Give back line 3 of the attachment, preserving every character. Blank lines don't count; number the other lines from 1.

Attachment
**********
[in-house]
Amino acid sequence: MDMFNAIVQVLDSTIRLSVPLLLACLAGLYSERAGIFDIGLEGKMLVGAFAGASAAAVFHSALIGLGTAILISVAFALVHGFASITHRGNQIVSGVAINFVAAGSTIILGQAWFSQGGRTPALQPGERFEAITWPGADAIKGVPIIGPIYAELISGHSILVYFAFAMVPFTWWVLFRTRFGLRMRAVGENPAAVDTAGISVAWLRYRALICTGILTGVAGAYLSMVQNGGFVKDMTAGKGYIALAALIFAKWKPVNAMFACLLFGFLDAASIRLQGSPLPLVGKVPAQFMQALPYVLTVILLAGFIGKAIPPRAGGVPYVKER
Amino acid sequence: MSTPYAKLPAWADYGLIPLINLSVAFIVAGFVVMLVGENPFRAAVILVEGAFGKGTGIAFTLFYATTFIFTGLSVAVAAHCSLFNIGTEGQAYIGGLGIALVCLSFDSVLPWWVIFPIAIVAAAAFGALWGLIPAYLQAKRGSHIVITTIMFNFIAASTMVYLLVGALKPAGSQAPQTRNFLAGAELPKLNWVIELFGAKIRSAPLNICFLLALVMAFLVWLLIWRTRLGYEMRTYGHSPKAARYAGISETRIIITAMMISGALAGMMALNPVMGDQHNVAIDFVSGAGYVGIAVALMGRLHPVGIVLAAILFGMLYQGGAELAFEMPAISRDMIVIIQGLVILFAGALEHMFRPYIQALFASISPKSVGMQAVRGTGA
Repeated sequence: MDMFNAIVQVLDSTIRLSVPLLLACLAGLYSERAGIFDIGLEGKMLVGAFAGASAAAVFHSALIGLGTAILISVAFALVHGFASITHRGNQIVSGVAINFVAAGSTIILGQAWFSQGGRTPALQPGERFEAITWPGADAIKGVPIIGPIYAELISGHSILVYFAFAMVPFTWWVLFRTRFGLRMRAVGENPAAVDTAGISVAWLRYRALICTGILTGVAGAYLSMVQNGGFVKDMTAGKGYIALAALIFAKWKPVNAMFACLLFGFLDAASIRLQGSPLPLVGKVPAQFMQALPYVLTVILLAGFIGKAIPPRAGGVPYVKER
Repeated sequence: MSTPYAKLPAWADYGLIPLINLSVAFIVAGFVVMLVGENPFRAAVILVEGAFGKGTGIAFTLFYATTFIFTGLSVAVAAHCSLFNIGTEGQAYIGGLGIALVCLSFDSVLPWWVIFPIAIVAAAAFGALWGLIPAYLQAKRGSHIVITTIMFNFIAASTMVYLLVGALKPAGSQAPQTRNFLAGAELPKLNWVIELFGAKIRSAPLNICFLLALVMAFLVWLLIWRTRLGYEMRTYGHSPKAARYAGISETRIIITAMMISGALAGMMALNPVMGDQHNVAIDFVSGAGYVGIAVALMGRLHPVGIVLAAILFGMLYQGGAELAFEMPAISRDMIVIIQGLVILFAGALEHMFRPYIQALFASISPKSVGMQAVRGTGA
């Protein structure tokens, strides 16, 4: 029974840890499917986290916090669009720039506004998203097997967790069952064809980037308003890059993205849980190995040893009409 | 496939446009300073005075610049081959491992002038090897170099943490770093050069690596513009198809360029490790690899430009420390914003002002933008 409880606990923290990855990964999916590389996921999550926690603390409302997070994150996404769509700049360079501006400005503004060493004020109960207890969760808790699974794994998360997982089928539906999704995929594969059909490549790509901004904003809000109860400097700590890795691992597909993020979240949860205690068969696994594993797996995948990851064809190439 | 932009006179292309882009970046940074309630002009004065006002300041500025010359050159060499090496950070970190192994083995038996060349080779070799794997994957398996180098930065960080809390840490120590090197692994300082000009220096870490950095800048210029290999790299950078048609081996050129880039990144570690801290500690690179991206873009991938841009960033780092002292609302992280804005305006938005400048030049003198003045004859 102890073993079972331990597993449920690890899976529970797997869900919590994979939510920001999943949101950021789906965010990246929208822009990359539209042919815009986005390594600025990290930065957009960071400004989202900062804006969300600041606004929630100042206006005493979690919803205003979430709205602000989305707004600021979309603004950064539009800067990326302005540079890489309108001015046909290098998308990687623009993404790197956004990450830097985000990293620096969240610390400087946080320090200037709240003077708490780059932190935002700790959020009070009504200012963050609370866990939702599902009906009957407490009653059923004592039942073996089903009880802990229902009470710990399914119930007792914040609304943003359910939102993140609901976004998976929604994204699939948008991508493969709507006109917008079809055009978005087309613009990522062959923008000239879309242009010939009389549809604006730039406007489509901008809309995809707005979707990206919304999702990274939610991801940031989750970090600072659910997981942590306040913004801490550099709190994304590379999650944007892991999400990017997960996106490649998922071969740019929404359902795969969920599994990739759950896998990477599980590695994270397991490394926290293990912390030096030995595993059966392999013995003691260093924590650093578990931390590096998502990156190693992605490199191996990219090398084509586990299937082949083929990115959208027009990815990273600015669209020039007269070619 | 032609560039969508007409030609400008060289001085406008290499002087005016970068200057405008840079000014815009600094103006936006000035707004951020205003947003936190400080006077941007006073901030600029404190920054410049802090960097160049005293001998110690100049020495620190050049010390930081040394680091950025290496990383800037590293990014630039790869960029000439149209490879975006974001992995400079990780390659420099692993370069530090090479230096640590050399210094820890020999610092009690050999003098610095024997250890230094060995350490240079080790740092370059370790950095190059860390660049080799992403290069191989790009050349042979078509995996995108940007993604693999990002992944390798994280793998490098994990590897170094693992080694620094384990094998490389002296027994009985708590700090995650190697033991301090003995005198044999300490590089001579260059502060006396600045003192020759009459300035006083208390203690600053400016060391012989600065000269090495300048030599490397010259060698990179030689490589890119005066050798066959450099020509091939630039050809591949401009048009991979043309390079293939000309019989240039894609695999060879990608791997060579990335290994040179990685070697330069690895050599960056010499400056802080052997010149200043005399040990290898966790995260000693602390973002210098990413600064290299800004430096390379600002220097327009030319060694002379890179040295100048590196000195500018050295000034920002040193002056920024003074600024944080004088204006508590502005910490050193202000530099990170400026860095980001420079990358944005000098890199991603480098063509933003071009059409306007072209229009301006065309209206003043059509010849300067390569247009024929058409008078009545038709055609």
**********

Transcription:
Amino acid sequence: MSTPYAKLPAWADYGLIPLINLSVAFIVAGFVVMLVGENPFRAAVILVEGAFGKGTGIAFTLFYATTFIFTGLSVAVAAHCSLFNIGTEGQAYIGGLGIALVCLSFDSVLPWWVIFPIAIVAAAAFGALWGLIPAYLQAKRGSHIVITTIMFNFIAASTMVYLLVGALKPAGSQAPQTRNFLAGAELPKLNWVIELFGAKIRSAPLNICFLLALVMAFLVWLLIWRTRLGYEMRTYGHSPKAARYAGISETRIIITAMMISGALAGMMALNPVMGDQHNVAIDFVSGAGYVGIAVALMGRLHPVGIVLAAILFGMLYQGGAELAFEMPAISRDMIVIIQGLVILFAGALEHMFRPYIQALFASISPKSVGMQAVRGTGA